Saturday, October 9, 2010

100 Species Challenge #74

Specimen # 74
White Snakeroot
Ageratina altissima

Photo by me, Browns Woods
Part of the aster family.

This plant is poisonous. It has a round stem.

From the Illinois Wildflower webpage for the flower:

The common name of this species derives from the erroneous belief among early settlers [and natives] that the bitter rhizomes were beneficial in the treatment of snakebites. In fact, the foliage and rhizomes are highly toxic, causing fatalities from 'Milk Sickness' because the toxins can pass through the milk of dairy cattle to humans. .... White Snakeroot usually occurs in and around shady woodlands, while many of these other species are found in prairies and sunny wetlands.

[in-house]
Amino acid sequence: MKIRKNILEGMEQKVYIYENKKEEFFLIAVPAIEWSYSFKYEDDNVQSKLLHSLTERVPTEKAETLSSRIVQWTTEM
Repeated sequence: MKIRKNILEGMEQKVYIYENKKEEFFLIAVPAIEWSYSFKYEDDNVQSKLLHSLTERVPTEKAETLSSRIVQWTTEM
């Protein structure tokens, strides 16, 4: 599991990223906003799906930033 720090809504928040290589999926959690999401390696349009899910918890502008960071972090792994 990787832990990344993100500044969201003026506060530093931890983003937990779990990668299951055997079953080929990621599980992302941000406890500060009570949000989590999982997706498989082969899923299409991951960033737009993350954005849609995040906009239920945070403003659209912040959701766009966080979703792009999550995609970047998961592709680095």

Maybe you've read about this milk sickness in places like this Iowa blog or perhaps while visiting the Lincoln Boyhood Memorial.  

White snakeroot's native to North America. I've read that it is one of the last flowers to bloom in the fall.

Other than the flowers, I notice the heavily veined leaves.

1 comment:

Alea said...

I did read about milk sickness when we visit Lincoln's boyhood home. I also heard many stories about it from my father, who vigilantly walked our pastures to make sure we did not have any poisonous weeds.